If you see anyone from Condé Nast today, make sure and give them a hug, or at least a pat on the back. It feels like the publishing house, home to Vogue, W, Glamour, Vanity Fair, Lucky, has been suffering through layoffs and cutbacks for ages. Two weeks ago they cut dozens of employees on the business side, but this week, they've begun their editorial liquidation. Yesterday came word they let almost twelve Glamour editors go including Deputy Editors Ellen Seidman and Maryellen Gordon, both of whom been with the magazine for over ten years. Today, WWD announces that both Executive Fashion Editor Candy Pratts Price and Contributor Laird Borrelli-Persson will leave Style.com. We had to read the sentence about four times to really believe it. Candy, who got her start at Vogue in the 80's, is the kind of the core of Style.com. When her contract's up in 2010 we'll be out daily doses of her creative humor, CandyCasts and brilliant eye. WWD mentions that she'll devote more time to Vogue, but given the state of things that might not be the best backup plan.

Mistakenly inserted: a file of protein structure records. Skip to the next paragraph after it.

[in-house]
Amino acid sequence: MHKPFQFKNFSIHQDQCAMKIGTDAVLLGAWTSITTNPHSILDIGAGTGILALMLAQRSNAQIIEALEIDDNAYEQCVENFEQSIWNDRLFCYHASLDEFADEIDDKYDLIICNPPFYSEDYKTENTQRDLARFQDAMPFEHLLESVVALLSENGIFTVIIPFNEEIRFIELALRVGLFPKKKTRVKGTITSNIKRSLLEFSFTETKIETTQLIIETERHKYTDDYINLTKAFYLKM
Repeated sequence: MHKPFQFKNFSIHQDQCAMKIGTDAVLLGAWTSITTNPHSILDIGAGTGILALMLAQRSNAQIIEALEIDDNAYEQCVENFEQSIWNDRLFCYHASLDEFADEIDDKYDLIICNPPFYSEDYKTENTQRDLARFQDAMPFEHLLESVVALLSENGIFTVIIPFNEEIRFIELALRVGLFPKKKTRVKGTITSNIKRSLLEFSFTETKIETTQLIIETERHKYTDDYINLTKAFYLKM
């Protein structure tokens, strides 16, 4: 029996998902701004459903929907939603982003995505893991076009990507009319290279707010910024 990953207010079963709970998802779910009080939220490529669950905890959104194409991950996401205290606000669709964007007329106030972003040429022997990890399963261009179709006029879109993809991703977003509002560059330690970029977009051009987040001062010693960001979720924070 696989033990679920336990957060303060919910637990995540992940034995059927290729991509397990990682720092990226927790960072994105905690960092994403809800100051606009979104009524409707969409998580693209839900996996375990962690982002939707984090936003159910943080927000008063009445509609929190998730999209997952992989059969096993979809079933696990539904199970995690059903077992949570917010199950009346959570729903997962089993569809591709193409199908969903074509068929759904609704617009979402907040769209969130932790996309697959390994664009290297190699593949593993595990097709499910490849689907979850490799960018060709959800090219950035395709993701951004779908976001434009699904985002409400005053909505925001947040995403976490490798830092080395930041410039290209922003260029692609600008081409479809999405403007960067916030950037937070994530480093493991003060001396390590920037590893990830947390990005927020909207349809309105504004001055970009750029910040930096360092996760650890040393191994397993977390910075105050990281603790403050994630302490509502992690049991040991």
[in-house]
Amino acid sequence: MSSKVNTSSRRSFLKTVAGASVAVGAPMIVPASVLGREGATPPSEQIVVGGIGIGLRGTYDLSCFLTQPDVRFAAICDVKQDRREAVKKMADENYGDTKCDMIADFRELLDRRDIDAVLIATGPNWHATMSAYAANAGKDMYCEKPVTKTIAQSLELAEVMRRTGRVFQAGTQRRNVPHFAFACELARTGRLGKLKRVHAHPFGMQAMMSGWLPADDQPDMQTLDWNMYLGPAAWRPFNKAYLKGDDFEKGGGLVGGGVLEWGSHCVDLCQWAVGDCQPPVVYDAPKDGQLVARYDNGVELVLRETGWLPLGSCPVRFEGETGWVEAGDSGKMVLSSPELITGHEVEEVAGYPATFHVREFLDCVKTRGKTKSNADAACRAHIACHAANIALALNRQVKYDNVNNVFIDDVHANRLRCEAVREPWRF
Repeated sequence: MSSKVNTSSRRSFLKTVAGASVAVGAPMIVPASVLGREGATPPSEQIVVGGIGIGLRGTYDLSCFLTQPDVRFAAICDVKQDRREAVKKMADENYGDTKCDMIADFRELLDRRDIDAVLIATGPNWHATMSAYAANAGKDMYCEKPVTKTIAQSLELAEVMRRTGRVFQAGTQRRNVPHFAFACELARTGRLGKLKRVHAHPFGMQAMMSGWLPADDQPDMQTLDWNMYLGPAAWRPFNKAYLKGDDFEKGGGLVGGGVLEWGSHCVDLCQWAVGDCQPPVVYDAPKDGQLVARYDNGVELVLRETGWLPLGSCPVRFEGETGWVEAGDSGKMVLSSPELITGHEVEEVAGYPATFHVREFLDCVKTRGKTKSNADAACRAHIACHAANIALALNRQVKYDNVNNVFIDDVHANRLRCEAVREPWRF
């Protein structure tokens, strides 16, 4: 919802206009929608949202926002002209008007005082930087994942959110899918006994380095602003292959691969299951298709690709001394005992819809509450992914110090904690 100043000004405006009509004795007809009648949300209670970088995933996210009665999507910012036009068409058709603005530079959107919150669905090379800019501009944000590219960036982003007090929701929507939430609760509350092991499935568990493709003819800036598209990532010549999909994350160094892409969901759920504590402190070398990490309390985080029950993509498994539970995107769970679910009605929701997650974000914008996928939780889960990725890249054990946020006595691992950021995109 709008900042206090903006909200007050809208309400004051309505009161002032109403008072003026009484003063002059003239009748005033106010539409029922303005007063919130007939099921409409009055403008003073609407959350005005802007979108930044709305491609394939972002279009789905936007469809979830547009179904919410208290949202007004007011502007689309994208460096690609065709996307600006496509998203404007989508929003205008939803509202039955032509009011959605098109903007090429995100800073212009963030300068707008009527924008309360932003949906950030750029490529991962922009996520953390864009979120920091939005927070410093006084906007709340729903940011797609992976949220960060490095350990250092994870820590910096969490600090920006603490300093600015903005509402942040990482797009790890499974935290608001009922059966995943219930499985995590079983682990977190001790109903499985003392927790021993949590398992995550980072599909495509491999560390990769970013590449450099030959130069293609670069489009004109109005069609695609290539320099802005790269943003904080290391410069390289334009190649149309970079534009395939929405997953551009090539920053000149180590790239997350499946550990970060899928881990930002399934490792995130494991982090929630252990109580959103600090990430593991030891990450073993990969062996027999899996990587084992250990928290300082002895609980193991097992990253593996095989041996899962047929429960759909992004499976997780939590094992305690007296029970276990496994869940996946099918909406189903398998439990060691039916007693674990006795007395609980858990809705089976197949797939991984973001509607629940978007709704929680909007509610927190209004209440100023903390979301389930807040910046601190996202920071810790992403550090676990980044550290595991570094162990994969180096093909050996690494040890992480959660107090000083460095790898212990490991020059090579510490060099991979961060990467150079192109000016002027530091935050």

Vogue and Conde Nast Launch Another Social Media Tool, but Do We Really Need It?
It's not exactly a secret that Conde Nast has been a little late to the whole Internet thing. Look no further than the fact that their most famous fashion title--Vogue, in case you weren't sure--only got a dot com a few years ago. So it makes sense the famed publisher is trying to make up for lost time. Today Conde Nast launched new social media tool "Social Sidekick." The in-house developed tool works as an aggregator for most-shared content from W, Style.com, Glamour, Self, Teen Vogue and Lucky. It sounds sort of fancy but all it actually means is that on those sites there will be a window at the bottom of the page, which splashes out popular content from the aforementioned sister sites--basically, it's an aggregator like any other aggregator on any other site. It's not a bad idea--especially from the advertising perspective--but it's certainly not groundbreaking, or as Business Insider says, "It's nice to look at, but it won't make a big difference to the bottom line."